26th March, 2020

Apart from the odd quite fierce frost we are entering the phase of Spring, which is infinitely preferable to Winter. People often ask me what is the best time of year here, and for me it is Spring. How exciting it is when plants push their way through the ground, a few inches every day. Today I am dividing some special snowdrops, yellow ones, called Primrose Warburg. I have got about 40 of them, and I think I started off with 3. The last two days have been very sunny, and Polly has mowed the lawn for the first time, and sprayed the roses. Her and Colin have put out all the benches, which are pale blue and mauve, this sounds ghastly but is actually very pretty. We have done some new planting with Astelia Banksiae, thin green leaves with silvery edges, which will get to three feet. I always thought Astelia were tender but it seems not. They make a good background plant for Pulmonaria Diana Clare and white Astrantias. I am quite excited how this corner is going to turn out. The dogs went to a local hairdresser which I was very nervous about, but they looked fine, and rather better than before. Two years ago they went and looked appalling, I nearly wept. They looked skinned. Pertemba, the youngest, ran away from James, and went missing for about half an hour. I was quite worried, but it transpired that he had fallen in love with a terrier that was on heat!

I am getting used to this, but it still feels peculiar. I am lucky to have James and the garden, which I hope I am having some good new ideas for and the time to implement them. My birthday, which was onMarch 24th, did have my two sons and grandchildren ring me. My Amelanchiers, three of them, are flowering down the bottom. I am about to order six new irises from Cayeux, which is probably the best Iris supplier. I first saw them at the Chelsea flower show, and they are in France. Have just ordered a beautiful terracotta pot from Italian Terrace, to put some dahlias in. Stuck in the house I seem to be spending money, still finally I am getting some larger pots instead of the

whimsy little things that I have been getting used to!

This is what I am looking forward to

4 thoughts on “26th March, 2020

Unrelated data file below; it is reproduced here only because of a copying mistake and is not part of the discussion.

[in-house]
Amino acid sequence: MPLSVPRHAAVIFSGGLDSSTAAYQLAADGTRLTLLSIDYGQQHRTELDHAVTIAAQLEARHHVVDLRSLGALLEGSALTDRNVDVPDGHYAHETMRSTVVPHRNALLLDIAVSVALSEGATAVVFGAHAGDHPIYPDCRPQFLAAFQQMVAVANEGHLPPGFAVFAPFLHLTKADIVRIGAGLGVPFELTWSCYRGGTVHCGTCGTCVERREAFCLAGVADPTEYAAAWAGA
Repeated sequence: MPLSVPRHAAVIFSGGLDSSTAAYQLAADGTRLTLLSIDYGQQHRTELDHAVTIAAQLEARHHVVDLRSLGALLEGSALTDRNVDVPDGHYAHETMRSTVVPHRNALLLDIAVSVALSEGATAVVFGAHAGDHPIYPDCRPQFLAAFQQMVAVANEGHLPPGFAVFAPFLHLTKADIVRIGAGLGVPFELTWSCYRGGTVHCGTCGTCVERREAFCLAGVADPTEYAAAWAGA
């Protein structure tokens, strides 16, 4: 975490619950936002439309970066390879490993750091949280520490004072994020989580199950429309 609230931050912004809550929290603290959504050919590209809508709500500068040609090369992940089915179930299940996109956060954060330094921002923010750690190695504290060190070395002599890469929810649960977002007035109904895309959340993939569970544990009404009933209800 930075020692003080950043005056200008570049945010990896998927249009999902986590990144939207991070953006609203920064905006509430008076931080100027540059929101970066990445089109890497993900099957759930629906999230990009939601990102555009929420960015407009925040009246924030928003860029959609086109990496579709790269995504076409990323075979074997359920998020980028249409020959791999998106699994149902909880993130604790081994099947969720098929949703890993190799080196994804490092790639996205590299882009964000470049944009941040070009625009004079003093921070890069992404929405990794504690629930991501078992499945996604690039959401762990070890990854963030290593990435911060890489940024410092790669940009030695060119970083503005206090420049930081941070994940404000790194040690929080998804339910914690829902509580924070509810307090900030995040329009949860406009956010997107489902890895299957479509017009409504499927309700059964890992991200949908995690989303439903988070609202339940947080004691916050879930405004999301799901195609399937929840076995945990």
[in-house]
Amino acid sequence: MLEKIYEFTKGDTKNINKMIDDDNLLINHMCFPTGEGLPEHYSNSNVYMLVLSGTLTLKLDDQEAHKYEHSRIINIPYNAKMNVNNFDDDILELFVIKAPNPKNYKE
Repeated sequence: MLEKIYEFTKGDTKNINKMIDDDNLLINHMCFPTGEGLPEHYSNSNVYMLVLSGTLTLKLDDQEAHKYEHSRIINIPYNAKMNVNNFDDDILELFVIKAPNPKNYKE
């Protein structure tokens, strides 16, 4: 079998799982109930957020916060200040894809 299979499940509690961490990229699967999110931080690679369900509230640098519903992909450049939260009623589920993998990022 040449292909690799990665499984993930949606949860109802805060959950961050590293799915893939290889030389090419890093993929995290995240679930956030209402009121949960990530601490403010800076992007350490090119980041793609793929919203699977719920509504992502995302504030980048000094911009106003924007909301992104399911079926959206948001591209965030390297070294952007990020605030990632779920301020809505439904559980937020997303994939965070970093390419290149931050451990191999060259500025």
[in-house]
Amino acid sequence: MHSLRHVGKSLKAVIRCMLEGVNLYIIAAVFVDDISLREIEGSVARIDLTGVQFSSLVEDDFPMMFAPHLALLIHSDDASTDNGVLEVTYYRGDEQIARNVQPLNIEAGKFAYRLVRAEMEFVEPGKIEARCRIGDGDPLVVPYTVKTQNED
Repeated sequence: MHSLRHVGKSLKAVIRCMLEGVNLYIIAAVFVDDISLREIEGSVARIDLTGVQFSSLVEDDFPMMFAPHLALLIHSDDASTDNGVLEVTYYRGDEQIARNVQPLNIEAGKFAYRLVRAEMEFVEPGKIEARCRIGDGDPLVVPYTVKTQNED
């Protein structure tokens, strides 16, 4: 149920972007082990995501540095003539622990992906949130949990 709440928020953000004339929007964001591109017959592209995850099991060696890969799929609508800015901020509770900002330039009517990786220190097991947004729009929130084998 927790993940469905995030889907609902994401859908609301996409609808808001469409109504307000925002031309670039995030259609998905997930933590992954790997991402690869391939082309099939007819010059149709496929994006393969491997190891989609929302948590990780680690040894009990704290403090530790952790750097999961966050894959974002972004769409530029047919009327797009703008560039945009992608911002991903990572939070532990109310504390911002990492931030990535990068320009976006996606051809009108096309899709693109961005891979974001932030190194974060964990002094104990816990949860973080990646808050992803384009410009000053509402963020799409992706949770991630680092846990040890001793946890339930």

1. Oh this cheered me up. We are in total lock down in New Zealand too and the autumn garden is starting just as you hit spring full bore. A rush on garden centres here meant all the veggie seedlings have been sold out as we hunker down to try to be self sufficient. Am hoping at the end of this wretched covid19 pandemic maybe a few new gardeners may have been created. So I’m skerricking through my old seeds seeing what may be still viable. What is it about us that we are loathe to chuck out old seeds without seeing if one might strike? Happy birthday for the 24th, a fellow Piscean here, on the 18th. We are just planting our spring bulbs here. But my red nerines are shedding their lizard skins and my alstromeria are still going strong. Do you have Indian Summer? Dark burgundy leaves and brightest red gold orange flowers. I planted red and gold lilies next to them with a small rose that is red flecked gold. A happy little combo. Stay safe stay at home. You have a beautiful garden to lock down in. Regards from Lynne in NZ.

    1. It is so nice to hear from you. I like the word skerricking and have never heard it before. I Agree that I have a lovely garden to lock down in. I have grown Indian summer in my time, but not now. We are changing things here quite a lot, hopefully for the best, as we have more time on our hands with no visitors. I love alstroemeria they last for so long. My son thomas sent me three dvds for my birthday and we watched one of them last night (I didn’t like it that much!). With much love Gina

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